Inventory cycles - a forecasting nightmare
US GDP has been dragged down by a sharper-than-expected inventory cycle, but this should reverse in the second half of the year.
One of my main jobs is to try and work out where we are in the economic cycle. I’m not too fussed about precisely nailing GDP forecasts and neither are financial markets, but a failure to anticipate major turning points would be embarrassing. More importantly, it would seriously undermine our macro-based investment process.
So what do I make of the latest US growth numbers and should we be worried?
I have to confess that the 1.2% growth rate fell woefully short of what I was expecting a year ago and represented a decent loss of momentum. Since, by definition, all recessions are preceded by a slowdown in GDP growth, a good kicking of our economic models has been required. However, they refuse to budge, so I think it would be unwise to extrapolate the current weakness.
Between 2010 and this year, US real GDP growth has oscillated between a 1-3% growth rate over the previous year. A return to the underlying 2% growth pace seems the most likely outcome and is the message from recent high frequency data and the Beige Book. There has been some underlying slowdown in US growth to 2% from above 3% at the start of 2015. But part of this reflects a sharp reduction in energy-related investment. With oil prices stabilising and rig counts beginning to recover, this drag should now be over. In addition, the inventory cycle and the impact of dollar strength on exports have made this slowdown appear even sharper. It is really hard to forecast fluctuations in inventory levels and they can often cause big swings in GDP, although the effects usually wash out after a few quarters.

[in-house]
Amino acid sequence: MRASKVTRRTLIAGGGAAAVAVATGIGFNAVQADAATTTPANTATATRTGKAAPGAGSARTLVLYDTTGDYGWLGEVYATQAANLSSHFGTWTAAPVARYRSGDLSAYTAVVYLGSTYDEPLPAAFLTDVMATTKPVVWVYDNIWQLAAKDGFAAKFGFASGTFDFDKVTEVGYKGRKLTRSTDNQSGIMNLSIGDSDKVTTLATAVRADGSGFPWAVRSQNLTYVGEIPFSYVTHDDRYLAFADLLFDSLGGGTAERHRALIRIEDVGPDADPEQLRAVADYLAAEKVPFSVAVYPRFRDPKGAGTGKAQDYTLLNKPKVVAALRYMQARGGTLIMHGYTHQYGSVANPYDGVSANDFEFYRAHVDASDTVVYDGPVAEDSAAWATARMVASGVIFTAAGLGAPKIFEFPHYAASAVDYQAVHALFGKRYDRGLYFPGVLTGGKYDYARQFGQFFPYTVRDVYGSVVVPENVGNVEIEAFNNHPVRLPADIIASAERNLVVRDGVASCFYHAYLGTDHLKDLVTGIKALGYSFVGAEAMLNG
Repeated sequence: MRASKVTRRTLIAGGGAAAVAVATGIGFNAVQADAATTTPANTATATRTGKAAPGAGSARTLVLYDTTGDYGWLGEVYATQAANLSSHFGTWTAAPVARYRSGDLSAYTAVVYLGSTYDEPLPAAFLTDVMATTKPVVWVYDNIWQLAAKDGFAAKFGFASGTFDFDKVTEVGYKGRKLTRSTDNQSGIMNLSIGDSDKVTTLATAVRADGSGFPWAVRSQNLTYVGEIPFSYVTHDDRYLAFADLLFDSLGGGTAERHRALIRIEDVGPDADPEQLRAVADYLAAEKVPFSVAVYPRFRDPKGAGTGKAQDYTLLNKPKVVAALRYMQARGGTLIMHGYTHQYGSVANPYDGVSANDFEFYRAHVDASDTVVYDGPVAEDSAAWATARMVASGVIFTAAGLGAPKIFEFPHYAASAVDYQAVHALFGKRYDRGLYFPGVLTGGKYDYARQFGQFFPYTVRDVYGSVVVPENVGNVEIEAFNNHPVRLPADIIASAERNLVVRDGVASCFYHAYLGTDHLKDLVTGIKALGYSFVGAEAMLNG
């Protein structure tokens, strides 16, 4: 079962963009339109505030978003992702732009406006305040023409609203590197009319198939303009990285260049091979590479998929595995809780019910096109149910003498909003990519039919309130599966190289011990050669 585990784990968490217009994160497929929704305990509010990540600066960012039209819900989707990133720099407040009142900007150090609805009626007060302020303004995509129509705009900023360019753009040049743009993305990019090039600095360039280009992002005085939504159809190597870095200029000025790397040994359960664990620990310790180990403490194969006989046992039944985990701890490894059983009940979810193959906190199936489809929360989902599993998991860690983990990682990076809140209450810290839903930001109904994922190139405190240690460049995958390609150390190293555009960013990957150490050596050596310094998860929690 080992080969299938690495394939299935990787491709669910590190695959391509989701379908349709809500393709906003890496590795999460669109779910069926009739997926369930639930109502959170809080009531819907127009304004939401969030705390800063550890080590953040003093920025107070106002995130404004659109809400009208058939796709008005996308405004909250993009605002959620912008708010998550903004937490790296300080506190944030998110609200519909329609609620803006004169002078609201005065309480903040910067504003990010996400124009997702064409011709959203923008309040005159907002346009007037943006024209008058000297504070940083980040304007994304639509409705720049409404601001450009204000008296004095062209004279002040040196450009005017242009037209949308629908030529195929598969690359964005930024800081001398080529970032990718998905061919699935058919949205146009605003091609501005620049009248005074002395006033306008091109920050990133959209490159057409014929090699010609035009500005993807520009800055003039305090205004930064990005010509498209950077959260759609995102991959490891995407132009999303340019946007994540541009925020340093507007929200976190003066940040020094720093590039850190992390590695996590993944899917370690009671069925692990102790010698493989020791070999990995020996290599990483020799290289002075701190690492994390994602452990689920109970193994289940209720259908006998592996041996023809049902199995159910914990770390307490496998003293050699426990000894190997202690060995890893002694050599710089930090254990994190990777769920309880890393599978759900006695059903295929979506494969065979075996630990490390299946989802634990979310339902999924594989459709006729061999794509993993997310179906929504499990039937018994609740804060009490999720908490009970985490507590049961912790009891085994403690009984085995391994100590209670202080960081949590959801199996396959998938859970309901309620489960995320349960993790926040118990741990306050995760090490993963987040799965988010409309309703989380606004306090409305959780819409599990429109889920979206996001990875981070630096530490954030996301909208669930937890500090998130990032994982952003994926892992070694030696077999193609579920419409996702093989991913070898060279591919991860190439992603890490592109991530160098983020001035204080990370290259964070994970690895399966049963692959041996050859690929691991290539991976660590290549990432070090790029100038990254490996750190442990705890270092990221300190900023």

Surprisingly, Q216 GDP showed a reduction in the level of inventories. This is unusual in the middle of an expansion phase. It is the change in inventories that matters for growth, so even if inventories continue to decline at the same pace, the negative impact on growth will not be repeated.
More likely, companies will increase production to prevent inventories from becoming too lean. This will add to growth in the second part of the year. July payrolls and in particular the recovery in manufacturing jobs suggests this recovery might already be underway. The main source of underlying growth remains the consumer, with support from housing and government spending. The latter two categories were surprisingly weak in Q216 and should also bounce back. Indeed, the initial estimates from the Atlanta Fed GDPNow forecast indicates growth of 3.7% in Q316, although this will be prone to heavy revision as more source data becomes available.
If the data remains favourable and financial conditions benign, the Fed will increasingly be thinking they need to resume their gradual rate normalisation path. August is expected to be a relatively quiet month for Fed speakers. The market is currently pricing in a low probability of a rate hike in September and still less than 50% chance of an increase by year end. Fed Chair Yellen is scheduled to speak at Jackson Hole at the end of the month. That might be a good opportunity to attempt to steer market expectations.
US risk assets have rightly in my view shrugged off the inventory cycle, but might be more worried about the threat of Fed hikes.